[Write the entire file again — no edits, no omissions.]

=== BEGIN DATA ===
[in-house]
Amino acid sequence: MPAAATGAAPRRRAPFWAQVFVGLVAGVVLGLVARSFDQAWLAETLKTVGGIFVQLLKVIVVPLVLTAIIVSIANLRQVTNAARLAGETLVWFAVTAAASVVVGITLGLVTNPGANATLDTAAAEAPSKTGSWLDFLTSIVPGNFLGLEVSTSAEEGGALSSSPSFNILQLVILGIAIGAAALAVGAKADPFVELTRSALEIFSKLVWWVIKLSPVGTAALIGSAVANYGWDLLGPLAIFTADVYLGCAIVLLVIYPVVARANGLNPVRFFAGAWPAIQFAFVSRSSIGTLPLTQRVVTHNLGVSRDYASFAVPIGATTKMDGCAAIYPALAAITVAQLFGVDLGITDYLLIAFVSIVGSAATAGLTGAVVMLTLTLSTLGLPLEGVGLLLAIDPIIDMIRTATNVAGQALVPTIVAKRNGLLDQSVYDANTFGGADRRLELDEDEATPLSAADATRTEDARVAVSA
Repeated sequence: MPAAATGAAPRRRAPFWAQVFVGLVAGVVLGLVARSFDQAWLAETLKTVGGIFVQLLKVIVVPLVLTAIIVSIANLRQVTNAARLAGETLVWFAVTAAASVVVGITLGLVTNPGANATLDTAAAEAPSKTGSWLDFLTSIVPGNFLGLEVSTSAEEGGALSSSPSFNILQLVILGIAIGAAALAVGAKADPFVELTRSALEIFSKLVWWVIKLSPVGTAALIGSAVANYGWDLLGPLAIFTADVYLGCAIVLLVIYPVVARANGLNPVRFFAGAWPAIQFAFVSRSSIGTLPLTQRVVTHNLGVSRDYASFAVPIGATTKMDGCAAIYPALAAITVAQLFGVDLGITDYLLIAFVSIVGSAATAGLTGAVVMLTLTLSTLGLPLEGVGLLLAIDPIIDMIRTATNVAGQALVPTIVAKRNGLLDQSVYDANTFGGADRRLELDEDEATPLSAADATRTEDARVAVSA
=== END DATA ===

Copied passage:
[in-house]
Amino acid sequence: MPAAATGAAPRRRAPFWAQVFVGLVAGVVLGLVARSFDQAWLAETLKTVGGIFVQLLKVIVVPLVLTAIIVSIANLRQVTNAARLAGETLVWFAVTAAASVVVGITLGLVTNPGANATLDTAAAEAPSKTGSWLDFLTSIVPGNFLGLEVSTSAEEGGALSSSPSFNILQLVILGIAIGAAALAVGAKADPFVELTRSALEIFSKLVWWVIKLSPVGTAALIGSAVANYGWDLLGPLAIFTADVYLGCAIVLLVIYPVVARANGLNPVRFFAGAWPAIQFAFVSRSSIGTLPLTQRVVTHNLGVSRDYASFAVPIGATTKMDGCAAIYPALAAITVAQLFGVDLGITDYLLIAFVSIVGSAATAGLTGAVVMLTLTLSTLGLPLEGVGLLLAIDPIIDMIRTATNVAGQALVPTIVAKRNGLLDQSVYDANTFGGADRRLELDEDEATPLSAADATRTEDARVAVSA
Repeated sequence: MPAAATGAAPRRRAPFWAQVFVGLVAGVVLGLVARSFDQAWLAETLKTVGGIFVQLLKVIVVPLVLTAIIVSIANLRQVTNAARLAGETLVWFAVTAAASVVVGITLGLVTNPGANATLDTAAAEAPSKTGSWLDFLTSIVPGNFLGLEVSTSAEEGGALSSSPSFNILQLVILGIAIGAAALAVGAKADPFVELTRSALEIFSKLVWWVIKLSPVGTAALIGSAVANYGWDLLGPLAIFTADVYLGCAIVLLVIYPVVARANGLNPVRFFAGAWPAIQFAFVSRSSIGTLPLTQRVVTHNLGVSRDYASFAVPIGATTKMDGCAAIYPALAAITVAQLFGVDLGITDYLLIAFVSIVGSAATAGLTGAVVMLTLTLSTLGLPLEGVGLLLAIDPIIDMIRTATNVAGQALVPTIVAKRNGLLDQSVYDANTFGGADRRLELDEDEATPLSAADATRTEDARVAVSA